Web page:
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I'm a cosigner on my father's bank accounts. More specifically, the bank account is a multi party account with right of survivorship and I'm told that means I'll still have access to the money in it after my dad dies.

The will specifies that the money in the account should be split between my sister and I, 50/50, however, the fact that I have access to the account means that that trumps the will, as I understand it.

My question is: how can I transfer 50% of the funds in that account to my sister without her having to pay income tax on that money? The IRS gift tax limit is currently $18,000 so I could gift her $18,000 tax free but any more than that and she'd have to pay taxes on it.

Or would it just be assumed that any transfers I do after my dad dies are for inheritance purposes? If that were the case I feel like you'd probably need to document that somehow?

(I'm a cosigner on the account whereas my sister isn't because I pay my dad's bills whereas my sister doesn't)

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DISCLAIMER: this is speculation without knowing the specifics of what the will actually says (regardless of your interpretation)

the fact that I have access to the account means that that trumps the will,

Not after your father passes. While technically you have access to all of it, legally your sister is entitled to half of it (if the will states that explicitly), so if you were to go out and spend it all, you would have to make sure your sister gets what she is entitled to (or a judge may force you to do so).

The IRS gift tax limit is currently $18,000 so I could gift her $18,000 tax free but any more than that and she'd have to pay taxes on it.

The recipient of a gift does not pay taxes, and it is not income. It's the giver that must pay taxes. Plus, the limit is per person, so you could give $18,000 and your father could give $18,000 ($36,000 total per year) without having to pay any gift tax.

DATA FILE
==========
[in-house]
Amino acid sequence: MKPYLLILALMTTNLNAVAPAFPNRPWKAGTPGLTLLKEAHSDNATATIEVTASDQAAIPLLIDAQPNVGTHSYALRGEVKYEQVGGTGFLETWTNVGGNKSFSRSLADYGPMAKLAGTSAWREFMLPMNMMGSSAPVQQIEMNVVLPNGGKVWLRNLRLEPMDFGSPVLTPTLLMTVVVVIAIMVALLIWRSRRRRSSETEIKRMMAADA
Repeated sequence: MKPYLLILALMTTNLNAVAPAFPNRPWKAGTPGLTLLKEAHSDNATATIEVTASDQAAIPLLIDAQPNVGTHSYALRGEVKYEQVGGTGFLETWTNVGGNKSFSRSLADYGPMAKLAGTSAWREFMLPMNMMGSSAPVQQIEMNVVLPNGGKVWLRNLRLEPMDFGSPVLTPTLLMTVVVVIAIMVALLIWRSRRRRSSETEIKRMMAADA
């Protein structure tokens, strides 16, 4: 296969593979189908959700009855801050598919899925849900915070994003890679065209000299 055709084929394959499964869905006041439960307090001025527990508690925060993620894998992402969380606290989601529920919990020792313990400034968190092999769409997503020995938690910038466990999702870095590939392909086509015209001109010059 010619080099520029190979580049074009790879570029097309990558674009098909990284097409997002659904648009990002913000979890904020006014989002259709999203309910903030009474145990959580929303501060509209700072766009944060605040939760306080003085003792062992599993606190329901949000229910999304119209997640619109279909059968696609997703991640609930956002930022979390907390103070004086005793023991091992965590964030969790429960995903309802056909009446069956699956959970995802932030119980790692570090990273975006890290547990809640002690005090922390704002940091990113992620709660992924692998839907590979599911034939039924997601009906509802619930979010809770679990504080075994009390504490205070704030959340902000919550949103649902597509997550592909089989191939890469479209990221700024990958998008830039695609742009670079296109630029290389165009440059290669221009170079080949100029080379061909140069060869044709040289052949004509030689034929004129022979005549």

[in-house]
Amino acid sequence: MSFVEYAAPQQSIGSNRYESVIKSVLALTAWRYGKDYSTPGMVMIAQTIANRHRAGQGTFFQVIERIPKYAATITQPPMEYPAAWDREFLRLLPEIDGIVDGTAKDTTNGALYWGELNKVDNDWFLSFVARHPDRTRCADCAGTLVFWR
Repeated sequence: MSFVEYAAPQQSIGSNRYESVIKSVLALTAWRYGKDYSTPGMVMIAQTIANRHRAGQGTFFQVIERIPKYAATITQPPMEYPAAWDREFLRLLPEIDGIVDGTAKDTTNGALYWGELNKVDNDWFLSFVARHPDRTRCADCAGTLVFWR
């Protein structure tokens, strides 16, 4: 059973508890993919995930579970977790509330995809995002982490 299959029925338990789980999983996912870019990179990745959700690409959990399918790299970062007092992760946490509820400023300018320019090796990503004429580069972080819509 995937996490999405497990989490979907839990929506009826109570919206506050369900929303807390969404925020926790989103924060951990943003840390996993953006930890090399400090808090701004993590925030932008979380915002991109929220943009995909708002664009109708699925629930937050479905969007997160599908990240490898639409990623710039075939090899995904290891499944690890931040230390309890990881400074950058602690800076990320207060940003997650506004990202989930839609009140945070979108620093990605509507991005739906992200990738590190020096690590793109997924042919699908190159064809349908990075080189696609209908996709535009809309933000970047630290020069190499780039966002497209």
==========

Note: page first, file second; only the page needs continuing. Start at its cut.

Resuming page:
If you transfer after he passes, then it is not a gift. It is executing the terms of the will.

That said, you really need to talk to a local estate planning attorney to make sure all of this is set up properly and your misunderstandings are addressed. It will be much cheaper now to spend a few hundred dollars (depending on the complexity of the estate) get things set up properly to plan for his passing than to mess it up afterwards and pay a attorney (and possibly court costs) to fix it.

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    If you spend it all before your father passes, then your sister gets half of what is left when he does pass. - no, if this is done frivolously then it would be embezzlement and the OP would be required by the judge to repay. If egregious it may be considered criminal (embezzlement is a crime) and elder abuse.
    – littleadv
    Feb 27 at 17:42
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    True - there could be ramifications; I was more illustrating that there were differences between before and after death. I'll remove that part.
    – D Stanley
    Feb 27 at 17:57
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    Worth noting that the annual gift tax limit is not the amount at which gifts start being taxed, it's simply the amount at which they must be reported. Gifts in excess of the annual limit count toward the lifetime exclusion, but only gifts that bring the excess-annual amount above the lifetime exclusion are taxed. The lifetime limit is currently north of $10M - the OP and their father can each gift much, much more than $18k without incurring any tax bill at all (unless they've already gifted millions). Feb 27 at 18:30